Discipleship is such a churchy word. Why should we bother with it? Before I tell you why I think it is important, I want to tell you why I became a priest. This story contains what I love about discipleship.
Once upon a time, I was going to be an academic. I know that won’t surprise anyone who knows me, but the reason was that I loved the big questions of life: Who am I? What is my purpose? What does it mean to be a good person? I was in a graduate program in philosophy. My goal was to be a teacher, but for me this was less about sharing knowledge and more about being a life coach. I was after the concept of THE GOOD LIFE, a life lived well. Often the culture will give us a vision of the good life as sipping champagne, driving our Porsche, and not having to work.
But studying philosophy challenged that for me. I found that what we often call the good life is really the pleasant life. Beneath the glittering surface, it is the shallow life. Once one starts to look deeper, one finds that being so self-centered is really destructive. Philosophy’s answer is that if you want to get to your deathbed with no regrets, you need virtues and values such as responsibility and purpose; tempering the appetites; having a mission in the world, and so on. I got such joy out of pursuing these virtues that I wanted to share the good news of a life lived well. Then I met Jesus, and he changed everything. Well, sort of changed everything.
In Search of a Jesus-Shaped Good Life
My excitement and vision were still the same. I still wanted to encourage people to live deeper life, and to build their lives around higher virtues and values. But now all these virtues and values were Jesus-shaped. When I read the Gospels, I found that Jesus was doing this with the people that came to him. They heard his teachings and were profoundly impacted. As they stayed to hear more, they also started to observe how he lived, how he treated other people, how he prayed to God. They became his students, not in the sense of enrolling in a class, but in learning and imitating. They became students of wisdom and life. The fancy word for student is disciple.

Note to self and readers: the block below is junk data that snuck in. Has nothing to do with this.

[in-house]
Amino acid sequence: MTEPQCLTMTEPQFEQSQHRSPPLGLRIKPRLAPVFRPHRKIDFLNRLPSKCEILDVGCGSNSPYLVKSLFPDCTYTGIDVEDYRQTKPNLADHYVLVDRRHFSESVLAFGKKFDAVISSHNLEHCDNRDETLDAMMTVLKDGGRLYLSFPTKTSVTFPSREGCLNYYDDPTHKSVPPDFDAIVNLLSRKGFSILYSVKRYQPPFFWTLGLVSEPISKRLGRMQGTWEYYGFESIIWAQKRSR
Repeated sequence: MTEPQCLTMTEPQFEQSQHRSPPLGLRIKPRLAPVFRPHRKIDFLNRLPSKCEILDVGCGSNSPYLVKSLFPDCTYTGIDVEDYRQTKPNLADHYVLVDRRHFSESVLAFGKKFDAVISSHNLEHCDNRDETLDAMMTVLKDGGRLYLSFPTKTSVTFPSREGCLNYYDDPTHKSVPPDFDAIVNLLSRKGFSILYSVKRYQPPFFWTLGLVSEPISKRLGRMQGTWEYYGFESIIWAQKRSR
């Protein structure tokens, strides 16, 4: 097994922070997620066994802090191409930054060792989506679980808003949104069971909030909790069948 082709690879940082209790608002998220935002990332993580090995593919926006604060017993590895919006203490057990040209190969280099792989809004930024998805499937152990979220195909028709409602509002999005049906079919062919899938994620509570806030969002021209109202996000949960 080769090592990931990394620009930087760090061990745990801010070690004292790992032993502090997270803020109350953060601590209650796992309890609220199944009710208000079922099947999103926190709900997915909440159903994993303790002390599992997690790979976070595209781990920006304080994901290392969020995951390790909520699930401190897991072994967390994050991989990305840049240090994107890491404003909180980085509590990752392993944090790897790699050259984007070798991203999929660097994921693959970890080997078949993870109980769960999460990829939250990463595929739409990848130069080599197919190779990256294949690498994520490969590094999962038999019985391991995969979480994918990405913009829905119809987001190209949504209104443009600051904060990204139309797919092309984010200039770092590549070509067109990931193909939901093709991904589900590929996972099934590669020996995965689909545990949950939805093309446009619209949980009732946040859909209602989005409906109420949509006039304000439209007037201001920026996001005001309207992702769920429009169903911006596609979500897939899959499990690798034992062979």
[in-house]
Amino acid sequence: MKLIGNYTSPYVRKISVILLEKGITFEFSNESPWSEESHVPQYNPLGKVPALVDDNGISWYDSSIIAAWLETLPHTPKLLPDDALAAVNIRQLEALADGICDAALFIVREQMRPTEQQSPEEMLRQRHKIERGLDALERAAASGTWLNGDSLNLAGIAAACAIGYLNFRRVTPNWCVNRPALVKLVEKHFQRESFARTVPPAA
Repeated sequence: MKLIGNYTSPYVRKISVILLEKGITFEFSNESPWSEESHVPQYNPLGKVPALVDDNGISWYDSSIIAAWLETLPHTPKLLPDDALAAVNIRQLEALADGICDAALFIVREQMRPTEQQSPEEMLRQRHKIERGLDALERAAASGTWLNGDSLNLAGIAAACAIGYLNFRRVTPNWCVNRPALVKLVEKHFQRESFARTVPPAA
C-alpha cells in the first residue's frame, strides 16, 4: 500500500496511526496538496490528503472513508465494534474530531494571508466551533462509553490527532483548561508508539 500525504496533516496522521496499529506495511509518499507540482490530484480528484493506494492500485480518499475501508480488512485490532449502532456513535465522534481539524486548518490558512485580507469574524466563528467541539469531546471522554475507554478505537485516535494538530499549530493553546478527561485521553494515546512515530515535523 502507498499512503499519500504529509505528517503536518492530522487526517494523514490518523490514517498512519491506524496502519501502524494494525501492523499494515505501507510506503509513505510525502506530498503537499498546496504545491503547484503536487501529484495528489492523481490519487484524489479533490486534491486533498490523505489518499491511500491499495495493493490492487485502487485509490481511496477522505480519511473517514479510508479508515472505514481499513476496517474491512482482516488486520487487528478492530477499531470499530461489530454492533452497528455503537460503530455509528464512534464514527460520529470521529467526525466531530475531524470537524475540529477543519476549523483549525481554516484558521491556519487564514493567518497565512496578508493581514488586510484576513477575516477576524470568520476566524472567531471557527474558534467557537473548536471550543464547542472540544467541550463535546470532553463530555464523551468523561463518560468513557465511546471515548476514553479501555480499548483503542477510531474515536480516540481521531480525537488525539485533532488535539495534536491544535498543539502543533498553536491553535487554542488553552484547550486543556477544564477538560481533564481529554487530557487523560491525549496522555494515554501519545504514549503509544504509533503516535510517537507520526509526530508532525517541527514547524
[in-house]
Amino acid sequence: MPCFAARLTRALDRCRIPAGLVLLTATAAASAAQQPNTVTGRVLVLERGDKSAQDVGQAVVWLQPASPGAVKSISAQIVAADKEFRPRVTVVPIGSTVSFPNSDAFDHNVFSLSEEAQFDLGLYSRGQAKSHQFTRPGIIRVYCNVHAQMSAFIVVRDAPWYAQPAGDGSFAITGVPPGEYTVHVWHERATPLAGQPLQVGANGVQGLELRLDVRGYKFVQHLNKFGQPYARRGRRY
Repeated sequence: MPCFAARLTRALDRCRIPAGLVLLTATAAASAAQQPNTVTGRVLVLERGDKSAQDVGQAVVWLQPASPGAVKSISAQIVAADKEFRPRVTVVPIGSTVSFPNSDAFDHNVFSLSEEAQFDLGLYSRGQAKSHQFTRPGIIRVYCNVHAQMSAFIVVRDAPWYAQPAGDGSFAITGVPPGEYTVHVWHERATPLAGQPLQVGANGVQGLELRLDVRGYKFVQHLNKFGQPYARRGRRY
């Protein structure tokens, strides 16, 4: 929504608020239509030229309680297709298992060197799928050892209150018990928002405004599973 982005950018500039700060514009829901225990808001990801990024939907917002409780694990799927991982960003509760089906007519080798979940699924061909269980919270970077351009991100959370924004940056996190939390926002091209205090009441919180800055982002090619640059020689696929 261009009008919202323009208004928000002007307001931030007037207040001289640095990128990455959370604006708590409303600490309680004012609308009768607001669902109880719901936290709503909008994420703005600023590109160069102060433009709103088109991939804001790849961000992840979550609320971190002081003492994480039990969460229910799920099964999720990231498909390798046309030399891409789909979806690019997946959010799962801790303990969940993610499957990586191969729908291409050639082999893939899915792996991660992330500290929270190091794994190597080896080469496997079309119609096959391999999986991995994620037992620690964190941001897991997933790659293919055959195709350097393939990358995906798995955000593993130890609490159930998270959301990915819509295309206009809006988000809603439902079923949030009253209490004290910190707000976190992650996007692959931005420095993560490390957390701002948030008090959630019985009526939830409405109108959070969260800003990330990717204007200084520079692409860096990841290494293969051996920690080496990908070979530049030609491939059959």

When I put my first love of philosophy with my greater love of Jesus, I found that something providential happened. Jesus leads us into the true GOOD LIFE. It is also a life well-lived, but centered now on God and God’s plan for our lives. It is powered not by willpower, but by grace, and ends in a heart of love.
This means different things to different people. But when I think of it, I often remember one of the funerals that impacted me the most. It was for a woman whom I had not met. When I started at my first parish as a new priest, she had already been sick with extreme dementia for quite some time. But I got to know her husband well. When she finally died, I led the funeral.
When her four children got up and spoke about their mom, it was the most moving testimony about a human being that I have ever heard. She had not lived publicly in the limelight. Instead, she focused on her family and volunteer work. But the love and grace she had given to her family and friends was remarkable. As I sat there, I remember thinking that if my children spoke like that about me when I died, then I would have lived well. I would have led a good life. So I prayed to God that I would be the person my children could speak about like that.
Becoming that person is not quick or easy. It is made up of small decisions and actions over the course of years, and the process is what we call discipleship. My invitation to you is also to strive to be the person that God has made you to be. Be a disciple.